Also In Global Health News: Vaccine Suspension; E. Africa Food Security; GMOs; Somali President Responds; China’s Food Security
WHO Suspends Distribution, Purchase Of Pentavalent Vaccine
A WHO spokeswoman announced Wednesday that the agency "has suspended the distribution and purchase of the Shan5 vaccine, produced by Sanofi-Aventis's Indian unit Shantha Biotechnics, pending a quality investigation," after several reports of white sediment on the walls of the vaccine vials, the Wall Street Journal reports. "There has been no safety problem associated with the vaccine, which is a combination vaccine against Diphtheria, Pertussis, Tetanus, Haemophilus influenza B, and Hepatitis B, the spokeswoman added," according to the newspaper (Spencer, 3/17). Countries were encouraged to put any remaining vaccine in quarantine and to administer a different pentavalent vaccine during the investigation, Bloomberg/BusinessWeek reports (Doherty, 3/17).
IRIN Examines High Food Costs In E. Africa
IRIN examines the factors that influence the cost of food in East Africa such as travel, poor infrastructure, and policy decisions as well as efforts to reign in food prices. The piece includes a breakdown of food insecurity in 10 countries in East Africa (3/16).
USA Today Examines Debate Over Genetically-Modified Crops
USA Today examines the global debate over the use of genetically-engineered crops: "The effort has been embraced by some as a way to better feed a world population that's soaring, but others raise the specter of 'Frankenfood,' whose long-term effect on human and environmental health has never been adequately studied." The newspaper notes the impact of the Chinese government's approval of "biotech rice and corn varieties, which some believe could be the beginning of a broader acceptance of the 16-year-old technology." The article adds details on the growing number of biologically engineered crops planted around the world and comments by people on both sides of the issue (Weise, 3/16).
Somalia's President Denies Diversion Of Food Aid; U.N. Security Council To Move Forward With Investigation
"Somalia's president on Tuesday blasted a recent U.N. report that characterized the government's security forces as ineffective and corrupt and said that as much as half the food aid to the country was routinely stolen," the New York Times reports. The president said the evidence used for the assessment was inaccurate. "His comments added to a growing chorus of criticism surrounding this report, mainly from the parties that have been accused of wrongdoing, including Somali politicians and businessmen and the United Nations World Food Program," the newspaper writes (Gettleman, 3/16). Reuters reports that members of the U.N. Security Council are in favor of an independent investigation into the report's charges, Mexico's U.N. Ambassador Claude Heller, said on Tuesday (Charbonneau, 3/16).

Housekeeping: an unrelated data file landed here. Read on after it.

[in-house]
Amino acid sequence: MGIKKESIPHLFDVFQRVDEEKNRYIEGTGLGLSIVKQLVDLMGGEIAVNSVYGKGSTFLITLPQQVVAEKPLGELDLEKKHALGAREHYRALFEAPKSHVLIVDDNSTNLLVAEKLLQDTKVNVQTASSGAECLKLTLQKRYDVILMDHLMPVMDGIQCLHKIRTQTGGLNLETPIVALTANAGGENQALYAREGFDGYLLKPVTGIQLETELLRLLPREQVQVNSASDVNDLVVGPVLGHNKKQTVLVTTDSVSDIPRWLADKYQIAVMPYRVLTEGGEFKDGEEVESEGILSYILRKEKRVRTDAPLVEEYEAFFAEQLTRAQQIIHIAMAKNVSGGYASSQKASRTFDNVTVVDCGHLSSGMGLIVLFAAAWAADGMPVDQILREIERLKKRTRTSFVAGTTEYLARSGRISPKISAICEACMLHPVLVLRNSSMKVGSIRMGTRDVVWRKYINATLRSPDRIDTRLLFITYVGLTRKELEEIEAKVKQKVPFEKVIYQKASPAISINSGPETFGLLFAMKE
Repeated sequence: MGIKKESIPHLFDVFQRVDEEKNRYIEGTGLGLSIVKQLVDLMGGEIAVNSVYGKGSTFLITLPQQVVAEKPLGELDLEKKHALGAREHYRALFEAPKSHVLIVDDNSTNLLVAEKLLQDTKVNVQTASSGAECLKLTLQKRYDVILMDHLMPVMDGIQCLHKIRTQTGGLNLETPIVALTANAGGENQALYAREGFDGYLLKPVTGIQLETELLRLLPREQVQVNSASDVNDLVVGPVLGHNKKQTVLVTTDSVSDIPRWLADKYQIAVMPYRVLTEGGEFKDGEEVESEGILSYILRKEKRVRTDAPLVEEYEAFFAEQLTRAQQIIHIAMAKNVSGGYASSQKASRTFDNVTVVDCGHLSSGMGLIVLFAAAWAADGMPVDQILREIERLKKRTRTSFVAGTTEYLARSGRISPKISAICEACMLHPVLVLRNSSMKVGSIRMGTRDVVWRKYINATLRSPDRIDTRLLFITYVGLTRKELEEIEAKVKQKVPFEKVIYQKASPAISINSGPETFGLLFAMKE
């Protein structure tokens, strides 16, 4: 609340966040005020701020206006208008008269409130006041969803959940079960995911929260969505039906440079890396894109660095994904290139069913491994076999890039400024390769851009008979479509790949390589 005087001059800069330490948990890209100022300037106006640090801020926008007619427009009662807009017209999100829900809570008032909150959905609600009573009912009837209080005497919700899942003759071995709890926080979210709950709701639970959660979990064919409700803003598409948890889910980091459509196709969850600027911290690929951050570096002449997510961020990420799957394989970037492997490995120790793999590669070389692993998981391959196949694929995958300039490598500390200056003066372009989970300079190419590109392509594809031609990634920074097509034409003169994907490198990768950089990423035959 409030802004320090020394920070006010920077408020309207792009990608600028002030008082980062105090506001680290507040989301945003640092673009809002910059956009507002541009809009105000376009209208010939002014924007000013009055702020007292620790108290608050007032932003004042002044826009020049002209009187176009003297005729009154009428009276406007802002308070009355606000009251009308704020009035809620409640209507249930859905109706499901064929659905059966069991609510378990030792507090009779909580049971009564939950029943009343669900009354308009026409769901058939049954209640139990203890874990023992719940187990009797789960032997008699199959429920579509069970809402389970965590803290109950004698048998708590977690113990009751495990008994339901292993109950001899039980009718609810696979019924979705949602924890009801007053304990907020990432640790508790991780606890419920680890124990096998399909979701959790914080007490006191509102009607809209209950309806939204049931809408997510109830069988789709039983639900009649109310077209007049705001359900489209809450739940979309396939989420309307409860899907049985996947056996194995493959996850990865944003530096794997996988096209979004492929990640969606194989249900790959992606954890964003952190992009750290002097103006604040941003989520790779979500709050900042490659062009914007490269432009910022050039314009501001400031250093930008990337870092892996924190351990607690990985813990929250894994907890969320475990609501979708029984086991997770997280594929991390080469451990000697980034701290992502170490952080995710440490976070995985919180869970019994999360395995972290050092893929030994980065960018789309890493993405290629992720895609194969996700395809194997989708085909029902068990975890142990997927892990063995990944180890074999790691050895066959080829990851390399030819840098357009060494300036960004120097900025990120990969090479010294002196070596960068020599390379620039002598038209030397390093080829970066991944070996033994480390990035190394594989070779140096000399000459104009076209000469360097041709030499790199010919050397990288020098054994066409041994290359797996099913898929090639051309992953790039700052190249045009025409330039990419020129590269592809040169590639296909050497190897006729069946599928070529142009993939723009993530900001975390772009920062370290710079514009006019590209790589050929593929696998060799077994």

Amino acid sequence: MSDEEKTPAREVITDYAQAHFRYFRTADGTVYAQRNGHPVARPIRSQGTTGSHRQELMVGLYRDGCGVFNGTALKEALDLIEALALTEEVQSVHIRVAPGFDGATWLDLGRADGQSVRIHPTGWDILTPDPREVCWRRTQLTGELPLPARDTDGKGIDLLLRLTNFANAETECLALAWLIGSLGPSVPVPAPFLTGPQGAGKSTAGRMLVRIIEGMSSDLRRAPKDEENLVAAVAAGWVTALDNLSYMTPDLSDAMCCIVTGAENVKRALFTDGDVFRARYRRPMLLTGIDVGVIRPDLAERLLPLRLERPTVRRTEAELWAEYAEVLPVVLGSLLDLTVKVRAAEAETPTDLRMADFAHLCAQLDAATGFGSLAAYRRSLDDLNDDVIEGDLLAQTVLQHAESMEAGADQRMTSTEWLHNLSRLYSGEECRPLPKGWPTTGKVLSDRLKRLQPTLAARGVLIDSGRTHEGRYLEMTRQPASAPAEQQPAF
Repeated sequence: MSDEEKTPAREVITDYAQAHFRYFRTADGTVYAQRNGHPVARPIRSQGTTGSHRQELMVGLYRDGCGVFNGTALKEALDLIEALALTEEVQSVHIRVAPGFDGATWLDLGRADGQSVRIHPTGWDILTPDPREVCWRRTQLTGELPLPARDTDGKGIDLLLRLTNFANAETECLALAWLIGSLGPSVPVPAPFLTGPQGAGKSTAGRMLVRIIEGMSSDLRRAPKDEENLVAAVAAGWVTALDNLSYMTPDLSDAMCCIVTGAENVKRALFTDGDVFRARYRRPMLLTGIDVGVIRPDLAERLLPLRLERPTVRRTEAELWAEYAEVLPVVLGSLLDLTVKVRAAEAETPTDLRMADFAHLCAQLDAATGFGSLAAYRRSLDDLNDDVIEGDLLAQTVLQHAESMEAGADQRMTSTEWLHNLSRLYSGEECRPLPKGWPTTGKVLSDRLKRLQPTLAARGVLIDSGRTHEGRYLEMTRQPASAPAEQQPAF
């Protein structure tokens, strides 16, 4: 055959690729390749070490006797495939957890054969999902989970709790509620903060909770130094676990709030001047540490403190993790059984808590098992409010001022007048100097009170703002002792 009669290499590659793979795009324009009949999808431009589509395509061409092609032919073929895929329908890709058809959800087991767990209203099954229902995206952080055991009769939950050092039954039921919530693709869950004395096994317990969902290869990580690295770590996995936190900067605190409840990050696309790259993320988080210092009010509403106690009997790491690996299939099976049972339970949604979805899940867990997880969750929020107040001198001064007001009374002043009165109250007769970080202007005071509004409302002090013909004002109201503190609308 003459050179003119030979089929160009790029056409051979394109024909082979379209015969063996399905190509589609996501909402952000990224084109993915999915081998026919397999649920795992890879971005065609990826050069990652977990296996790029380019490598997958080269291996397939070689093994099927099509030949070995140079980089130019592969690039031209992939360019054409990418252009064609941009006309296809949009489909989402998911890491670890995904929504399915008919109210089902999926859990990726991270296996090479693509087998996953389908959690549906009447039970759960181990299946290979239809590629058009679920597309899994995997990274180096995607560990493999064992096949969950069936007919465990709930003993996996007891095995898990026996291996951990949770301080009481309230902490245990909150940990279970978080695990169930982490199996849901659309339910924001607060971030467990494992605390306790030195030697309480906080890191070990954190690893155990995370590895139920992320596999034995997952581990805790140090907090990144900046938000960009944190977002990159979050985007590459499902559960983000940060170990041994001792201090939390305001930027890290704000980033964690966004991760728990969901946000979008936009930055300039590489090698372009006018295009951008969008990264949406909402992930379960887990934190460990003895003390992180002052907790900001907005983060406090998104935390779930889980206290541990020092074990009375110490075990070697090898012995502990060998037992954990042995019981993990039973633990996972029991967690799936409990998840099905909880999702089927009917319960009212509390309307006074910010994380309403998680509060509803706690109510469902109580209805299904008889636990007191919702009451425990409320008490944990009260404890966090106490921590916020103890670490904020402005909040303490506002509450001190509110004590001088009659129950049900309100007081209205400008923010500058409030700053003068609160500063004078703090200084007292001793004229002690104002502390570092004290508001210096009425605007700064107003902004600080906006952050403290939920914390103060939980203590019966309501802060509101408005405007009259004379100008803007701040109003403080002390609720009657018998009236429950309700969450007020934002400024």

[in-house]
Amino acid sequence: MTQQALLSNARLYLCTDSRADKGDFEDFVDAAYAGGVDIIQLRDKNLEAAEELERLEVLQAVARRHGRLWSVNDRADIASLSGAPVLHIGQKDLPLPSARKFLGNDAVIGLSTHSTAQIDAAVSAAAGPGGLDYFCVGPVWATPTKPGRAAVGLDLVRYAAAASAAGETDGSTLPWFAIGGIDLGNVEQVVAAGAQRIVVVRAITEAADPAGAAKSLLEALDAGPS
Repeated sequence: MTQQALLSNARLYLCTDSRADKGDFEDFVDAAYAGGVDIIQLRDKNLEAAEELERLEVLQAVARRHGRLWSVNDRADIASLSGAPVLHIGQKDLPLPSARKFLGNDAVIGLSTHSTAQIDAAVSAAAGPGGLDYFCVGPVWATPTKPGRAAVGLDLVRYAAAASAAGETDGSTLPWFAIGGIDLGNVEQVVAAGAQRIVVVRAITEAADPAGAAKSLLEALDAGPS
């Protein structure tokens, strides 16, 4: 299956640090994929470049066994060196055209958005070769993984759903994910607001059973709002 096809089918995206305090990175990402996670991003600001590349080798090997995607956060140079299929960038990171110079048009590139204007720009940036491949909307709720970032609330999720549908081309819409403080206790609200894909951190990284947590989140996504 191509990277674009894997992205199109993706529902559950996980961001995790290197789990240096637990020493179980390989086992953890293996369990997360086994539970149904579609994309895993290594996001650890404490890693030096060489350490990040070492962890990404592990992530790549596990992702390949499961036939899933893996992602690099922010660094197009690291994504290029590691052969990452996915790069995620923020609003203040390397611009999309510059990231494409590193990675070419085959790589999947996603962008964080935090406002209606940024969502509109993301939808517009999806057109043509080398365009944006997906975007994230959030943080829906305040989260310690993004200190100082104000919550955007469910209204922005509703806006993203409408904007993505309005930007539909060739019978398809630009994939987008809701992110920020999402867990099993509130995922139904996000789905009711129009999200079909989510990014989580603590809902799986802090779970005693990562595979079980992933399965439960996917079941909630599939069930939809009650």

Reuters Examines Impact Of Chinese Policy Decisions On Country's Food Security
A Reuters article features an interview with Shenggen Fan, director general of the Washington-based International Food Policy Research Institute (IFPRI), who calls upon the Chinese government to reevaluate food-security policy. According to Fan, "China's grain production is not a problem, the major concern is government policy policies in grain prices, agricultural science and technology investment, inputs and markets." He observed, "China's food security is global food security" (Shuping/Miles, 3/16).This is part of the KHN Morning Briefing, a summary of health policy coverage from major news organizations. Sign up for an email subscription.